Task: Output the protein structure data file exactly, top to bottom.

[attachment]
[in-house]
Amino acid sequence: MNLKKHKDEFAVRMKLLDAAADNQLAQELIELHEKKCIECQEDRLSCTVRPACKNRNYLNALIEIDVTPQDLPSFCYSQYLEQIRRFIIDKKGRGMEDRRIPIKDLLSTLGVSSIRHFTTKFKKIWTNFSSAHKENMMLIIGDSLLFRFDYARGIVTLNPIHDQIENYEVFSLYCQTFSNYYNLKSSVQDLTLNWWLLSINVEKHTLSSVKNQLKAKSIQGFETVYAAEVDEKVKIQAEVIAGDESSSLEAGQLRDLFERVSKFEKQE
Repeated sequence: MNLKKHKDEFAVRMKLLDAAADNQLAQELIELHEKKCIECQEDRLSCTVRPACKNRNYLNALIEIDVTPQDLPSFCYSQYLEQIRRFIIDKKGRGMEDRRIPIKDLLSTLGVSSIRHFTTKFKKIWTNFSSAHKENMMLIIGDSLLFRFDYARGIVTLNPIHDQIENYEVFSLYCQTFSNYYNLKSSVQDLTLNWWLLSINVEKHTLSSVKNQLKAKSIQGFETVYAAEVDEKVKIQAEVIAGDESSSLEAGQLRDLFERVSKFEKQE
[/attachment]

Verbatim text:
[in-house]
Amino acid sequence: MNLKKHKDEFAVRMKLLDAAADNQLAQELIELHEKKCIECQEDRLSCTVRPACKNRNYLNALIEIDVTPQDLPSFCYSQYLEQIRRFIIDKKGRGMEDRRIPIKDLLSTLGVSSIRHFTTKFKKIWTNFSSAHKENMMLIIGDSLLFRFDYARGIVTLNPIHDQIENYEVFSLYCQTFSNYYNLKSSVQDLTLNWWLLSINVEKHTLSSVKNQLKAKSIQGFETVYAAEVDEKVKIQAEVIAGDESSSLEAGQLRDLFERVSKFEKQE
Repeated sequence: MNLKKHKDEFAVRMKLLDAAADNQLAQELIELHEKKCIECQEDRLSCTVRPACKNRNYLNALIEIDVTPQDLPSFCYSQYLEQIRRFIIDKKGRGMEDRRIPIKDLLSTLGVSSIRHFTTKFKKIWTNFSSAHKENMMLIIGDSLLFRFDYARGIVTLNPIHDQIENYEVFSLYCQTFSNYYNLKSSVQDLTLNWWLLSINVEKHTLSSVKNQLKAKSIQGFETVYAAEVDEKVKIQAEVIAGDESSSLEAGQLRDLFERVSKFEKQE